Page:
Tuesday, November 08, 2005

Universal Tree of the Knowledge of Good and Evil

Is there a governing principal in the discrimination between philosophies of governance? A explosive topic recently has been the nature of cultural warfare and what constitutes such in the current age. Is Islam itself a exclusive religion whose outcome must be either destruction or subjugation of the whole world? Certainly the radical elements within the Islamic realm express that desire, but does that represent the religion itself?

I don't believe that is the case. The Dark Ages represent a great analogy. Christendom was the state, and was intent on dominating those it came in contact with. The Reformation first, and subsequently the Enlightenment return to the individual freedom, choice, and power. In the Declaration of Independence this power is recognized as being from God to the people who give their consent to the Government. We have moved from the control under a philosophy of domination to a free state. From the central control of Rome to the democracies of the modern West. What is to prevent this from happening in any culture? Yet I would like to move further into the realm of personal freedom and its application to governance.

Within our Judeao-Christian understanding, the origin of free will is God. Once a free will existed, the opportunity to choose between two existences became a reality. One existence, the pursuit of life, led to a eternity of dwelling with God in paradise. The other choice granted the knowledge of good and evil. It gave the individually the information about what was right and what was wrong. The free will became the judge of morality. The tree of the knowledge of good and evil materialized within the individual as awareness of the law. The individual could sit in judgment of right and wrong. But where does this path lead? Out of paradise and into the tainted world. And ultimately, death.

For those with discernment, you will be interested in discovering the source of the covering that was given once the knowledge of good and evil revealed the nakedness of the individual. But I am not hear to toss pearls. I am intending to make an distinct connection between the culture of life and the "more pure" Republic versus the culture of death and its manifestations in the west and east. First, in the west we have the quintessential evil embodiment of the culture of death in Hitlers Third Reich. What was the motto? Gott mit uns! Yet the realization of the government was not anywhere near the (arguably) ideal of power from the people with consent. God was not with them for a clear reason in that, if you believe the Declaration of Independence, a government can only obtain God given power through the consent of its people. Now many will decry my logic, but the underlying principal is clear.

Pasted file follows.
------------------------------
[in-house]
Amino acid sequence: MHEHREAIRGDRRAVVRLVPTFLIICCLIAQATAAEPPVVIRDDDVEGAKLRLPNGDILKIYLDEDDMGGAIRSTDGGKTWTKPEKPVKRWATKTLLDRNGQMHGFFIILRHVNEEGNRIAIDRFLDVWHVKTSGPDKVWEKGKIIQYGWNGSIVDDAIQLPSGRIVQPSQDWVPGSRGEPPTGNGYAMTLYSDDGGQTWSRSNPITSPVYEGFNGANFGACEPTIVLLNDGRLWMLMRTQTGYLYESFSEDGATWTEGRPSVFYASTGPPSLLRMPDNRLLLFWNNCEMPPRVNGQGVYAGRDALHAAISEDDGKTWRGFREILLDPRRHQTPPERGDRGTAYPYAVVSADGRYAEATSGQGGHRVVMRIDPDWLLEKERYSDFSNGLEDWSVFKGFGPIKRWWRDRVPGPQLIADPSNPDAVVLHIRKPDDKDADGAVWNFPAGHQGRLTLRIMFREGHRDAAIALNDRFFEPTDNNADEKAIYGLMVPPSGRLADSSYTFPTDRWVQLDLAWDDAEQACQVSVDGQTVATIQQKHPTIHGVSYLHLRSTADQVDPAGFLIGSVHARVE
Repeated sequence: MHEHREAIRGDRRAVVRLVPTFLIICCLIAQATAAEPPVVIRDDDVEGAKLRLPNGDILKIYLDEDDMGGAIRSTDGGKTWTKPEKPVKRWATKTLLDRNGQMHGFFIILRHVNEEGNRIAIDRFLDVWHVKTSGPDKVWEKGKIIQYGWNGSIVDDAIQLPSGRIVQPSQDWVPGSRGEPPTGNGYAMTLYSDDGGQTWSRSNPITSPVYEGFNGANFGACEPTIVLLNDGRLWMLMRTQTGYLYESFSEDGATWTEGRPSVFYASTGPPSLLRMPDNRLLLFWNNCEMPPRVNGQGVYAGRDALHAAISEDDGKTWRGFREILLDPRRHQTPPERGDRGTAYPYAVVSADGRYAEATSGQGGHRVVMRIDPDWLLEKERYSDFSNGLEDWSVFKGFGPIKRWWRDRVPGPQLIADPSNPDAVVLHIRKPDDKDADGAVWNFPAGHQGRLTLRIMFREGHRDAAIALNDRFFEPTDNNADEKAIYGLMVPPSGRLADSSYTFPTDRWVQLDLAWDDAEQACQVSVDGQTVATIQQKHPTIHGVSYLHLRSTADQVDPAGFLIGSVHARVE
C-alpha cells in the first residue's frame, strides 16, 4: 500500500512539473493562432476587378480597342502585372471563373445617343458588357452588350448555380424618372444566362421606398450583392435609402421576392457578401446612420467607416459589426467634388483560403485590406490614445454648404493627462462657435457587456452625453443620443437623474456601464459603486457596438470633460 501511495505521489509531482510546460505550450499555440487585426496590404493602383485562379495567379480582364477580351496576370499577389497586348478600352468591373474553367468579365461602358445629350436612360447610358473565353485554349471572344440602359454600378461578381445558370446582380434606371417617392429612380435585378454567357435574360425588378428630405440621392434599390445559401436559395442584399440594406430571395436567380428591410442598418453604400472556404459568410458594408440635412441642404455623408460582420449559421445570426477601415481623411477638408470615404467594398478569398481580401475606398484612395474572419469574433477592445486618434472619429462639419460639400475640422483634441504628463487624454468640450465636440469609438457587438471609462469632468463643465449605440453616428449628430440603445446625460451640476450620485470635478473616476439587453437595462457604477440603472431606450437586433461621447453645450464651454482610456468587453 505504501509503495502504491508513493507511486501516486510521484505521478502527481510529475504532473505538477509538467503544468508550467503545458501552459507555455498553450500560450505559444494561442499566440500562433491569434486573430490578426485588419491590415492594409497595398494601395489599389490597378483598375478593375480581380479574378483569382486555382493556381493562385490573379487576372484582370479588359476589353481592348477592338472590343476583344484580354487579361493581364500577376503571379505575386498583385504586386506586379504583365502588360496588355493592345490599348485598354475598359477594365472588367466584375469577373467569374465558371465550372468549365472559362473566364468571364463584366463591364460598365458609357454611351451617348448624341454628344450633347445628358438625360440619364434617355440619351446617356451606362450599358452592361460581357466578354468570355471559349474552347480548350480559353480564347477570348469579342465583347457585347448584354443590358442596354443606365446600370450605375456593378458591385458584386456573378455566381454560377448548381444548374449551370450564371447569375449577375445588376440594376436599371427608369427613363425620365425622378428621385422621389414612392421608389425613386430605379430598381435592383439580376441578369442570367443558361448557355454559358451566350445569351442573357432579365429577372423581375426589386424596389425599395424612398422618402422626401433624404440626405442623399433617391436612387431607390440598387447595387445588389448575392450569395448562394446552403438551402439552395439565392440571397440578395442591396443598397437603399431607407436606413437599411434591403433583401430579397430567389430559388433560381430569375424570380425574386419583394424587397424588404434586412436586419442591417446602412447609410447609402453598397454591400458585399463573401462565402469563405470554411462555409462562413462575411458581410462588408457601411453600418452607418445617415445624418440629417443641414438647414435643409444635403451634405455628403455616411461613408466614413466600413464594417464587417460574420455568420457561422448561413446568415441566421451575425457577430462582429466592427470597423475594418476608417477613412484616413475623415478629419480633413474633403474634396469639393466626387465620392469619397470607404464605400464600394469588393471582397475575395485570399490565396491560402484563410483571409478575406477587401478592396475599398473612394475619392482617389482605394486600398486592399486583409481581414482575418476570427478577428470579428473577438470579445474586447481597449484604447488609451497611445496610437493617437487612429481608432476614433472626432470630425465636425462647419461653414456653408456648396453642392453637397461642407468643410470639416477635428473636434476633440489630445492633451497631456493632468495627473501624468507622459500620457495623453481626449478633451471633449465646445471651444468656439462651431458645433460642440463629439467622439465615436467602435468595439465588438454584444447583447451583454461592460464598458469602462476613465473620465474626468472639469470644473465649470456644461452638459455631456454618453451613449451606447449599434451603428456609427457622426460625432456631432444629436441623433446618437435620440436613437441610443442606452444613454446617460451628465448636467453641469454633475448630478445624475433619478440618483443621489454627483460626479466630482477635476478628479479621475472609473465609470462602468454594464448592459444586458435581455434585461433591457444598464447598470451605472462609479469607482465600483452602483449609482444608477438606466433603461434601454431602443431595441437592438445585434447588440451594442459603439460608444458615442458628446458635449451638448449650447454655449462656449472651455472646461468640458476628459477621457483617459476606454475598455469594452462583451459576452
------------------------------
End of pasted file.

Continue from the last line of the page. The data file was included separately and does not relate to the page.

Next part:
In the East there are many instances of the culture of death at work. Across the board there have been horrendous genocides perpetrated among and within ethnic groups. Topping the list is the perversion that is communism under Mao Ze-Dong, who in two cycles of 'revolution' erased as many as 50 million Chinese people. Tojo, who promoted Japan's 'divine mission', is surprisingly fourth on the list with 5 million murdered, again mostly Chinese. The first case of a Islamic leader is Ismail Enver of Turkey who erased 1.2 million Armenians. He comes in at eighth. It is quite clear that the culture of death crosses many boundaries and is not limited by religion. In all of these cases, the form of government in no way resembles anything remotely democratic, let alone a representative republic.

What allows for these governments that embrace death? I would argue that its the expression of man choosing the knowledge of good and evil over life. The knowledge of good and evil leads to death. Communism is a very firm expression of this in that man not only sits in judgment of the law, but he has arbitrarily created a law with elements that are against natural order and forced this law upon his neighbor and himself. As to why a population will remain under such a government is a harder question. The founding fathers commented on this:

Prudence, indeed, will dictate that Governments long established should not be changed for light and transient causes; and accordingly all experience hath shewn, that mankind are more disposed to suffer, while evils are sufferable, than to right themselves by abolishing the forms to which they are accustomed.

Apparently, while the evils are sufferable, men are inclined to suffer. I'm not sure that helps us resolve the existence of such perverted Governments of Death. But now that we have reached this point we can identify more clearly the difference between Radical Islamic Fascism and the general religion of Islam. Also we can expect that the most susceptible populations to the Fascist philosophy are those who are already disposed to suffer and those who are not governed by consent. For instance, subjugating yourself to Sharia law relinquishes your God given power without consent. It also represents consuming the tree that leads to death. Lets hope and work towards preventing this radical philosophy from becoming another genocide.

Individuals who chose life every day, and monitor the consent they give, create a strong stable and peaceful government. We can exercise our inalienable rights of life, liberty and the pursuit of happiness. And collectively we can promote these rights among our neighbors. Our very existence is a counter to the culture of death.

PS: Those who came from Egypt and embraced the Mosaic law did not cross over, they died in the desert. Only one crossed over.

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